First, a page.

Visit from students of the BTU Cottbus
by Julia Kunkel
On the 9th of June we welcomed 20 international students from the BTU Cottbus at the UFZ to show them around and to present the research in our group and at the UFZ in general. The idea originated in the module "Analysis and Modelling of Human-Environment Systems" that Birgit and Gunnar taught at the BTU last winter term. The visiting students were not only from this course, but generally from the Master's programme "Environmental and Resource Management" or PhD students in this field at the BTU Cottbus.
After a guided tour of the UFZ campus, we were introduced to the EE-Monitor, a web application that maps all renewable energy plants in Germany and assesses their environmental compatibility. This is a project in cooperation with the German Biomass Research Centre, which is located in the immediate neighbourhood of the UFZ.
In order to address the international background of our guests, we discussed the opportunities, difficulties and things to know when starting a research career in Germany with staff from HIGRADE, the graduate school at the UFZ. In particular, they pointed out the possibility of doing a doctorate at a non-university research institution in cooperation with universities, funding opportunities and how this is all connected to the Wissenschaftszeitvertragsgesetz (German Act on Temporary Scientific Contracts).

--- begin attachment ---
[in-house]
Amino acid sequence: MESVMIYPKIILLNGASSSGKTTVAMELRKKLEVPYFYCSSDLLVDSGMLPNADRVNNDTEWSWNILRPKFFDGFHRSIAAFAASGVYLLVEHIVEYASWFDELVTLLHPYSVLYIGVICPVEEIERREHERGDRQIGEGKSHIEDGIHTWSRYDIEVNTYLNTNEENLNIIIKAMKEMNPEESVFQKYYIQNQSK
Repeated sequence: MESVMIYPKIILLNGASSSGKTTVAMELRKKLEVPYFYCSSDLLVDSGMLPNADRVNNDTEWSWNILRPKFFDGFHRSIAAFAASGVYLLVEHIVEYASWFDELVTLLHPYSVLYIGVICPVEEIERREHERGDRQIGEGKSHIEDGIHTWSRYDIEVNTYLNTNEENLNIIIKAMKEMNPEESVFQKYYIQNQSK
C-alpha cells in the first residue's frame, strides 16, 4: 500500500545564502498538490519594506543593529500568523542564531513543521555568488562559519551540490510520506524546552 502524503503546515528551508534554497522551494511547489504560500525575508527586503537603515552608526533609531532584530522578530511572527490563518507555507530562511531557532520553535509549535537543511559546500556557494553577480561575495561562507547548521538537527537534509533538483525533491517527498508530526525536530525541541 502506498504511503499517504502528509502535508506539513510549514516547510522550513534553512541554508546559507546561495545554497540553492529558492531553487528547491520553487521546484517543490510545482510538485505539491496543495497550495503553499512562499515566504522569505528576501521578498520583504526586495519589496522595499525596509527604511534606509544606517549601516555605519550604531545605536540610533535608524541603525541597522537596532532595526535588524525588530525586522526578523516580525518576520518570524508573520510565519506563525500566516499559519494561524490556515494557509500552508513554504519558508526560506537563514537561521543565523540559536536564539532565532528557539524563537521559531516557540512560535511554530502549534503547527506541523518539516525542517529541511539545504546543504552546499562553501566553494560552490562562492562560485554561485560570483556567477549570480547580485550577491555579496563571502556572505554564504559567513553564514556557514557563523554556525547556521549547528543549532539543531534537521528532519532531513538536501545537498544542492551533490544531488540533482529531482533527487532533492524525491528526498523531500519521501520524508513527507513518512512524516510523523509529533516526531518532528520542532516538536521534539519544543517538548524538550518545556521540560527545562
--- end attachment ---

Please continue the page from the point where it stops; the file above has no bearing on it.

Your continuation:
In the afternoon, short input talks by scientists gave a deeper insight into the actual work of researchers at the UFZ. Andrea Kaim from the Department of Computational Landscape Ecology introduced her junior research group AgriScape, which identifies trade-offs on the way to multifunctional agricultural landscapes. Jasmin Heilemann from the Department of Economics presented DroughtMAS, a multi-agent system for simulating the effects of drought on German agriculture. Finally, Julia Kunkel from our POLISES group presented InsuranceGrass, a project to identify how insurance solutions can help grassland farmers to cope with drought risk. Afterwards, there was time for exchange between the students and scientists on the concrete methods and steps of the projects.
We were very pleased with the enthusiastic participation and the interest of the students and think that it was a fruitful day for both sides. For the students to get an insight into a large research centre in Germany relevant to their field of study and to obtain possible career paths, and for us as a research group of the UFZ to reach out to potential employees and present our research topics.